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arXiv:astro-ph/9906115v1 7 Jun 1999

A&A manuscript no.

(will be inserted by hand later)

Your thesaurus codes are:

02(12.07.1; 03.13.1; 03.13.4)

ASTRONOMY

AND

ASTROPHYSICS

A fast direct method of mass reconstruction for gravitational

lenses

M. Lombardi1,2and G. Bertin2

1European Southern Observatory, Karl-Schwarzschild Straße 2, D 85748 Garching bei M¨ unchen, Germany

2Scuola Normale Superiore, Piazza dei Cavalieri 7, I 56126 Pisa, Italy

Received 25 March 1999; accepted 17 May 1999

Abstract. Statistical analyses of observed galaxy distor-

tions are often used to reconstruct the mass distribu-

tion of an intervening cluster responsible for gravitational

lensing. In current projects, distortions of thousands of

source galaxies have to be handled efficiently; much larger

data bases and more massive investigations are envisaged

for new major observational initiatives. In this article we

present an efficient mass reconstruction procedure, a di-

rect method that solves a variational principle noted in an

earlier paper, which, for rectangular fields, turns out to re-

duce the relevant execution time by a factor from 100 to

1000 with respect to the fastest methods currently used,

so that for grid numbers N = 400 the required CPU time

on a good workstation can be kept within the order of 1

second. The acquired speed also opens the way to some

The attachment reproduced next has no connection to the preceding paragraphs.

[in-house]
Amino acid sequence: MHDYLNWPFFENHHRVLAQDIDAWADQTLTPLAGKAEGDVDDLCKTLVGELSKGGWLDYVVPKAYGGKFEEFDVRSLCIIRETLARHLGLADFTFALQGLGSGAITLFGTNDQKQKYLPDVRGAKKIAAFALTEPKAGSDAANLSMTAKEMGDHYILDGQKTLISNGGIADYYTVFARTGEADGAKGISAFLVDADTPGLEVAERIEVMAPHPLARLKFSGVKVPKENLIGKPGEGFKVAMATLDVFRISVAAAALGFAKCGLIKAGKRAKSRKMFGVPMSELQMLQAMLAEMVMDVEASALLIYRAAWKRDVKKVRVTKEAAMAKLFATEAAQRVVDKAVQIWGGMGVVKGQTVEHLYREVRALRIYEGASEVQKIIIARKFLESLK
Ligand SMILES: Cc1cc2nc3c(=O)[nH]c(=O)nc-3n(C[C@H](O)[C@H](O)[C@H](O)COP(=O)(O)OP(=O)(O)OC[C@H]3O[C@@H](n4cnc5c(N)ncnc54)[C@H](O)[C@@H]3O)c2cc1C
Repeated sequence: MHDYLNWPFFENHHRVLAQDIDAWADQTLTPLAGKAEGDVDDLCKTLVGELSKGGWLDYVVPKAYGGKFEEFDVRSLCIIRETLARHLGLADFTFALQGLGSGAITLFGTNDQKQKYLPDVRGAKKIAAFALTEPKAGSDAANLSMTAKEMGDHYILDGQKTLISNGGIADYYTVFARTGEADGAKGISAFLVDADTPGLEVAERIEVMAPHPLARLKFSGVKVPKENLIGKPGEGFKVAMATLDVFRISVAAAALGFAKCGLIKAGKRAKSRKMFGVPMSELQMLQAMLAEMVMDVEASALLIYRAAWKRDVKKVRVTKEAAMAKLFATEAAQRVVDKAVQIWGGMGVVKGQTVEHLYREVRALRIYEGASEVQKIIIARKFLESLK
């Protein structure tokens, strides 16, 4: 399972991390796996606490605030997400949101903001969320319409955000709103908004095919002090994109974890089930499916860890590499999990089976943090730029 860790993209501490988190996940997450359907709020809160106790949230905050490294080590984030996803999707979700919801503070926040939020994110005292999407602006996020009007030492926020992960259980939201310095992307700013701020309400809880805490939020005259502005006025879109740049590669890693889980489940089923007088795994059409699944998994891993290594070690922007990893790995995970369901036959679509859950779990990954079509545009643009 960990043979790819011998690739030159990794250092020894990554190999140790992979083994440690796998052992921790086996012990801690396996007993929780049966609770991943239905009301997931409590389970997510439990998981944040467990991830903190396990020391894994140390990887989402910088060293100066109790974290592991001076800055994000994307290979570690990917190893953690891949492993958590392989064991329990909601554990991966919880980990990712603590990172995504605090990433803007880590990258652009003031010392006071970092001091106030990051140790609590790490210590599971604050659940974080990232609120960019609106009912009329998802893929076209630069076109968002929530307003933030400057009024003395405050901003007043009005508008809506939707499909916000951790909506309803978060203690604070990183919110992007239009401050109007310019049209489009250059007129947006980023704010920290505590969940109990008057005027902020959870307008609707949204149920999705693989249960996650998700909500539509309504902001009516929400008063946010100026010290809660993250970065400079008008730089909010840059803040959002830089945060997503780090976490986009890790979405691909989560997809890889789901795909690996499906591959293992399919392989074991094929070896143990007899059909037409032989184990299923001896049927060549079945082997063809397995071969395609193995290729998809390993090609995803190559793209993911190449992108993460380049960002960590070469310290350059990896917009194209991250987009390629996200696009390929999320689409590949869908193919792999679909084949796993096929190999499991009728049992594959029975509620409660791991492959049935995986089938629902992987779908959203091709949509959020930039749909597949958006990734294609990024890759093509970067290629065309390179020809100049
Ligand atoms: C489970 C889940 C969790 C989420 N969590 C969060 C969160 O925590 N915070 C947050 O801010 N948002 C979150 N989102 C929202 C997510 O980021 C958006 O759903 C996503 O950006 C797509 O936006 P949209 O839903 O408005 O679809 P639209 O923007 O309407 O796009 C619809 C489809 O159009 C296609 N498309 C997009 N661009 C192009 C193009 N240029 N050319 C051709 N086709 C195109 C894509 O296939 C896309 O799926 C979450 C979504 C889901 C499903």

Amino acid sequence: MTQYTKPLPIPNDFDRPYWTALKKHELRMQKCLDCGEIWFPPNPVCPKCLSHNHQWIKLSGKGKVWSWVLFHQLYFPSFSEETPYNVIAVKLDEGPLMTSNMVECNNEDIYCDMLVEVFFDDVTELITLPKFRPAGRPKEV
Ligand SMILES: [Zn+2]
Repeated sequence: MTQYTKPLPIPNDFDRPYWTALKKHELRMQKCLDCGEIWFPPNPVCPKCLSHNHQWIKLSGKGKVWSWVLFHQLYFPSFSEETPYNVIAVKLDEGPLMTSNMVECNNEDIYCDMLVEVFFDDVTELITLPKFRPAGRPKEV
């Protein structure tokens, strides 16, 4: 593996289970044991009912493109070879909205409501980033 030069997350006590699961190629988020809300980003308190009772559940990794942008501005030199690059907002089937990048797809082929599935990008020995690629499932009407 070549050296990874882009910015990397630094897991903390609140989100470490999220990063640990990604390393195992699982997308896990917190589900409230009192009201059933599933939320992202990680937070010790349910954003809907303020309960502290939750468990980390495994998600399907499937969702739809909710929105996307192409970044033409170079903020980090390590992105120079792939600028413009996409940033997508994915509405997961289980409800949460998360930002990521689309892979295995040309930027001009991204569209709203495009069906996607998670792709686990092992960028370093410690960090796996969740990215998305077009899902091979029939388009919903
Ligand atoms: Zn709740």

long-term projects based on simulated observations (ad-

dressing statistical or cosmological questions) that would

be, at present, practically not viable for intrinsically slow

reconstruction methods.

Key words: cosmology: gravitational lensing – methods:

analytical – methods: numerical

1. Introduction

In the context of weak or statistical lensing, the problem of

the determination of the dimensionless mass density distri-

bution κ(θ) from a map of the reduced shear g(θ) has been

considered in detail by various authors, using either simu-

lations or analytical calculations (e.g., Bartelmann 1995,

Schneider 1995, Seitz & Schneider 1996, Squires & Kaiser

1996, Lombardi & Bertin 1998a, 1998b).

The mass inversion is usually performed starting from

the vector field ˜ u(θ) defined in terms of the measured re-

duced shear g(θ) (Kaiser 1995). In the ideal case where

the measured shear g(θ) is just the true shear g0(θ), the

vector field ˜ u0(θ) can be shown to satisfy the relation

˜ u0(θ) = ∇ln?1 − κ0(θ)?= ∇˜ κ0(θ) ,

Send offprint requests to: M. Lombardi

Correspondence to: lombardi@sns.it

(1)

where κ0is the true dimensionless mass map and ˜ κ0(θ) =

ln?1 − κ0(θ)?. However, because of statistical and mea-

surement errors, ˜ u is not necessarily curl-free, and thus

κ can be determined only approximately. In a separate

paper (Lombardi & Bertin 1998b) we have shown that

– The statistical errors on κ(θ) are minimized if this

function is calculated as

˜ κ(θ) = ¯ κ +

?

Ω

HSS(θ,θ′) · ˜ u(θ′)d2θ′,(2)

where ¯ κ is a constant (introduced to take into account

the sheet invariance), HSS(θ,θ′) is the noise-filtering

kernel (Seitz & Schneider 1996), and Ω is the field of

observation.

– The same mass map can be obtained by solving the

equations

∇2˜ κ = ∇ · ˜ u ,

∇˜ κ · n = ˜ u · n

where n is the unit vector perpendicular to the bound-

ary ∂Ω of the field of observation Ω. Hence, the kernel

HSS(θ,θ′) can be identified as the Green function of

this Neumann boundary problem.

– Equations (3) and (4) are precisely the Euler equations

associated with the functional

(3)